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Shows that went on way too long
"Californication" (seven seasons)
In what’s either a creative audition to join the writing staff of “Portlandia” or just a really poignant commentary on urban foraging and other foodie trends (or, who knows, an actual problem faced by people who live in Portland), an aggrieved homeowner posted a plea to Reddit: ”Homeowners: How do you keep local sous chefs from harvesting urban edibles on your property?”
“I get that part of living in inner SE is dealing with locavore sous chefs and all the problems that follow them,” the anonymous poster wrote, “but it is frustrating and kind of scary knowing that they are constantly combing my yard for garnishes while I’m away.”
Whether or not the original post was a joke, Portland Food and Drink calls out a number of replies that definitely were. (“I’m trying to imagine what a scarecrow set up to scare off Portland sous chefs would look like… would it be holding a bar of soap and a razor?”)
The Reddit post, in full:
I have tried posting signs, yet they still seem to find a way into my yard to harvest everything from nettles and catmint to borage and grape leaves. I even built a six-foot tall fence, but they are still managing to get in.
I have called the offending restaurants to ask them to tell their sous chefs to stop trespassing, but so far they seem undeterred. I have also offered to let them onto my property with my supervision, but they mostly seem to come out while I’m at work so everything can be prepped for their dinner service.
It was fine when they were just harvesting pineapple weed and mallow from the alley and the parking strip, although it was admittedly a little off-putting. I’m also totally cool with them picking the crab apples because some of the branches are in the public right of way. But yesterday my neighbor called to let me know she had to help a sous chef who got stuck on top of my fence holding a baggie full of chicory leaves.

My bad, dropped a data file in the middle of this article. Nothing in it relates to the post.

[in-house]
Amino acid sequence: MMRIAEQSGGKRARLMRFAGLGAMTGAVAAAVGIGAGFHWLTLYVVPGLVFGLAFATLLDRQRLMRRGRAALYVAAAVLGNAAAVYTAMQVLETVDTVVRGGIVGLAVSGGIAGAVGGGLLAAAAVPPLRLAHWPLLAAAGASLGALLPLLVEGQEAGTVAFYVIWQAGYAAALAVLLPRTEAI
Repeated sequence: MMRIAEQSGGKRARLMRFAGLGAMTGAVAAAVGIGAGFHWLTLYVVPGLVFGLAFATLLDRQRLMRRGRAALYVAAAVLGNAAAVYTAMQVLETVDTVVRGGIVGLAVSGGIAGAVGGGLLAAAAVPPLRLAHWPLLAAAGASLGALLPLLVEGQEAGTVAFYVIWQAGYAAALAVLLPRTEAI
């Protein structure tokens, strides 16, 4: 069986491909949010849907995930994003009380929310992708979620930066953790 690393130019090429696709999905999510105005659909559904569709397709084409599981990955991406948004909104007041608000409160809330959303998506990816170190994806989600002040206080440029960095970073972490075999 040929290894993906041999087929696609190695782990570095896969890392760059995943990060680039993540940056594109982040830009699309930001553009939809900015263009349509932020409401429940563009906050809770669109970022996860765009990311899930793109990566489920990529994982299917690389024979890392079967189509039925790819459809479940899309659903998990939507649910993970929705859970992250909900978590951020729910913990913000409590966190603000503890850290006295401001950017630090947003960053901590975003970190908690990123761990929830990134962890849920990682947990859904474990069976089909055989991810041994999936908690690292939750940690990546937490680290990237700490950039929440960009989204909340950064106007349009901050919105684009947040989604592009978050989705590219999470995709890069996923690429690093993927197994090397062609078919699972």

I get that part of living in inner SE is dealing with locavore sous chefs and all the problems that follow them, but it is frustrating and kind of scary knowing that they are constantly combing my yard for garnishes while I’m away.
Also, I know all of this sounds silly, and I’ll admit that it’s a total first-world problem. But I’m being completely serious. I’m afraid that if I called the police about this, they would either laugh me off the phone or accuse me of making shit up. Any ideas?
Lindsay Abrams is an assistant editor at Salon, focusing on all things sustainable. Follow her on Twitter @readingirl, email email@example.com. More Lindsay Abrams.
"Californication" (seven seasons)
"Entourage" (eight seasons)
Much like “Californication,” this man-centric show started strong and buzzy -- a perpetual nominee at the Golden Globes and Emmys, and a perceived gender-swapped “Sex and the City.” Then it ground on and on, and what might once have been read as a sophisticated satire of Hollywood materialism became a grinding conveyor belt of self-congratulatory guest-star appearances.
"Will & Grace" (eight seasons)
Hey, did someone say “self-congratulatory guest-star appearances?” Look -- it’s Jennifer Lopez, and Cher, and Janet Jackson, and Madonna! The latter seasons of “Will & Grace” effectively ruined the fun of watching the show in syndication now -- will it be a fun and jaunty early episode, or a later episode in which title characters enact an Ibsen play about having a baby together (really) while Jack and Karen meet one pop star or another? The fact that the show hastened a widespread acceptance of gay people that, then, made the show something of a throwback by the time it ended is one thing; the fact that the show itself seemed uninterested in relying on its actors’ sharp comic timing is quite another.